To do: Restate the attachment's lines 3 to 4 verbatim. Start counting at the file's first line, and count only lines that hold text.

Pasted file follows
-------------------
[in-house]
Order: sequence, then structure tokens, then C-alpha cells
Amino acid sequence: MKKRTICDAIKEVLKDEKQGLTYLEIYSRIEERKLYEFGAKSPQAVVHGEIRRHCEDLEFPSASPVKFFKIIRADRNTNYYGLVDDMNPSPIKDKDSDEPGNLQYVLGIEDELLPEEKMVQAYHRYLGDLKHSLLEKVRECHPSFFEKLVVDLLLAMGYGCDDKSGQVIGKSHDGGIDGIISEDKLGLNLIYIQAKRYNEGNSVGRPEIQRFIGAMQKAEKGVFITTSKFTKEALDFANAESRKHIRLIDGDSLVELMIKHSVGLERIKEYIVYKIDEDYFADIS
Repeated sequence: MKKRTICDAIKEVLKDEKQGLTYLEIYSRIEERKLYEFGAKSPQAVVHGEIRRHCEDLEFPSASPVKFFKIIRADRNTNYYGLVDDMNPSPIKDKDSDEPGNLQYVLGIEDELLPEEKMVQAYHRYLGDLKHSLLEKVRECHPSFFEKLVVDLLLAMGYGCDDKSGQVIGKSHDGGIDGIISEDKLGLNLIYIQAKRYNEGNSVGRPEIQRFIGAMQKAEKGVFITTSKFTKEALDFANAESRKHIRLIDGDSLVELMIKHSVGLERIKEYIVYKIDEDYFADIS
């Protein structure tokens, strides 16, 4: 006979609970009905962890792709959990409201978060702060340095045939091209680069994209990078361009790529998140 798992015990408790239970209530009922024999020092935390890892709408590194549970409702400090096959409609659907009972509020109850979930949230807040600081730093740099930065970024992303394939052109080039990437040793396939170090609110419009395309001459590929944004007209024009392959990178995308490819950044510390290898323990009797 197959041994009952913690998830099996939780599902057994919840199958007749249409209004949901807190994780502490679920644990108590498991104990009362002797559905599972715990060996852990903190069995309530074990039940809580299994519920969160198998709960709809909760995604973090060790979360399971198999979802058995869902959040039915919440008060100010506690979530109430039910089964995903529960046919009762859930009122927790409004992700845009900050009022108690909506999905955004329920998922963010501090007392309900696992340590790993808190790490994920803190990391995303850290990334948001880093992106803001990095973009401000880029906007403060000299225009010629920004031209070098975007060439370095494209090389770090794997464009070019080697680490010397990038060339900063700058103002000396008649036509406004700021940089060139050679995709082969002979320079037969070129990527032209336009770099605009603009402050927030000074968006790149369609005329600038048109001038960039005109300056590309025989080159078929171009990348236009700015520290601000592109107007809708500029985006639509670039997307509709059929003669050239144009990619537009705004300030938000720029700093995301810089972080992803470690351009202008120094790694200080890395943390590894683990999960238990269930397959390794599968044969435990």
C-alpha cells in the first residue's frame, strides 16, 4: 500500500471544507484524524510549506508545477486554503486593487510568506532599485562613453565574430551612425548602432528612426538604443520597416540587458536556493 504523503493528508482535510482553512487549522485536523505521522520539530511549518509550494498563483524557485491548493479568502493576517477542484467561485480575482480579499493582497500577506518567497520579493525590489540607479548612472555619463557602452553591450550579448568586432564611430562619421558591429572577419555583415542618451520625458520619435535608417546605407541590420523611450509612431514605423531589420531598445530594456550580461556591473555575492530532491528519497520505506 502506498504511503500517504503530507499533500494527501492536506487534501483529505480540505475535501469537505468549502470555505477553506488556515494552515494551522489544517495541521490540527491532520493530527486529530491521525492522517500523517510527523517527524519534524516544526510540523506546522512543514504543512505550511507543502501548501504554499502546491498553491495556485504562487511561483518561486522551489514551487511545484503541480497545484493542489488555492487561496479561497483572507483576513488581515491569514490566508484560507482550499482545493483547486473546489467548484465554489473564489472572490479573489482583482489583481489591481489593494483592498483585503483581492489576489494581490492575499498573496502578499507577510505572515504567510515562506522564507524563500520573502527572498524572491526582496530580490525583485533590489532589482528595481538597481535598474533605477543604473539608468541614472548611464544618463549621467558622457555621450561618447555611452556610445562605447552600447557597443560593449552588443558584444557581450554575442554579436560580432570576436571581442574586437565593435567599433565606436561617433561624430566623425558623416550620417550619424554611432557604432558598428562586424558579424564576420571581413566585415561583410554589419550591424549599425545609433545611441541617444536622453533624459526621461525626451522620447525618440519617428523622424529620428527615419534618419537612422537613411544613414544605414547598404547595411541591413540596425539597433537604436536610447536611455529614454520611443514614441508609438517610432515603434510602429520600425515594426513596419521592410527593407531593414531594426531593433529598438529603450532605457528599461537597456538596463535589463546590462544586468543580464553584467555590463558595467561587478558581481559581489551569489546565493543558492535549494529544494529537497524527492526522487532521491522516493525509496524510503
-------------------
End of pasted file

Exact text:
Amino acid sequence: MKKRTICDAIKEVLKDEKQGLTYLEIYSRIEERKLYEFGAKSPQAVVHGEIRRHCEDLEFPSASPVKFFKIIRADRNTNYYGLVDDMNPSPIKDKDSDEPGNLQYVLGIEDELLPEEKMVQAYHRYLGDLKHSLLEKVRECHPSFFEKLVVDLLLAMGYGCDDKSGQVIGKSHDGGIDGIISEDKLGLNLIYIQAKRYNEGNSVGRPEIQRFIGAMQKAEKGVFITTSKFTKEALDFANAESRKHIRLIDGDSLVELMIKHSVGLERIKEYIVYKIDEDYFADIS
Repeated sequence: MKKRTICDAIKEVLKDEKQGLTYLEIYSRIEERKLYEFGAKSPQAVVHGEIRRHCEDLEFPSASPVKFFKIIRADRNTNYYGLVDDMNPSPIKDKDSDEPGNLQYVLGIEDELLPEEKMVQAYHRYLGDLKHSLLEKVRECHPSFFEKLVVDLLLAMGYGCDDKSGQVIGKSHDGGIDGIISEDKLGLNLIYIQAKRYNEGNSVGRPEIQRFIGAMQKAEKGVFITTSKFTKEALDFANAESRKHIRLIDGDSLVELMIKHSVGLERIKEYIVYKIDEDYFADIS